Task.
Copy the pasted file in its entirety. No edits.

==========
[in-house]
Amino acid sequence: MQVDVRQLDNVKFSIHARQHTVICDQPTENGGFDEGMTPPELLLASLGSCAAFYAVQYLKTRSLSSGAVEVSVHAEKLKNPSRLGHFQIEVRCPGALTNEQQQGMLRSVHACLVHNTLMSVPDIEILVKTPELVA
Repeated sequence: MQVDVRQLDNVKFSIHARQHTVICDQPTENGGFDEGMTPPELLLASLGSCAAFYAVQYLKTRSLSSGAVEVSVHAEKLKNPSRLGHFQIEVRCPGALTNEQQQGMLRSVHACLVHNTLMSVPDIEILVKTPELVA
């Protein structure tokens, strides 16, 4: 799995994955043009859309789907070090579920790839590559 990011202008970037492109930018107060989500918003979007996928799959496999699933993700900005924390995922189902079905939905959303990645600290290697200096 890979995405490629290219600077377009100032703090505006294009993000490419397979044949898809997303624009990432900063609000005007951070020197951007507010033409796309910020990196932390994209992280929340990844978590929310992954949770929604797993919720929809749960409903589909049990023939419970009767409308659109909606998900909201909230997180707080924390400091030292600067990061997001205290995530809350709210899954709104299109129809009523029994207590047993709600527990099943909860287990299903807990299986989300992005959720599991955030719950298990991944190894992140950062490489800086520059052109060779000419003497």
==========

[in-house]
Amino acid sequence: MQVDVRQLDNVKFSIHARQHTVICDQPTENGGFDEGMTPPELLLASLGSCAAFYAVQYLKTRSLSSGAVEVSVHAEKLKNPSRLGHFQIEVRCPGALTNEQQQGMLRSVHACLVHNTLMSVPDIEILVKTPELVA
Repeated sequence: MQVDVRQLDNVKFSIHARQHTVICDQPTENGGFDEGMTPPELLLASLGSCAAFYAVQYLKTRSLSSGAVEVSVHAEKLKNPSRLGHFQIEVRCPGALTNEQQQGMLRSVHACLVHNTLMSVPDIEILVKTPELVA
């Protein structure tokens, strides 16, 4: 799995994955043009859309789907070090579920790839590559 990011202008970037492109930018107060989500918003979007996928799959496999699933993700900005924390995922189902079905939905959303990645600290290697200096 890979995405490629290219600077377009100032703090505006294009993000490419397979044949898809997303624009990432900063609000005007951070020197951007507010033409796309910020990196932390994209992280929340990844978590929310992954949770929604797993919720929809749960409903589909049990023939419970009767409308659109909606998900909201909230997180707080924390400091030292600067990061997001205290995530809350709210899954709104299109129809009523029994207590047993709600527990099943909860287990299903807990299986989300992005959720599991955030719950298990991944190894992140950062490489800086520059052109060779000419003497």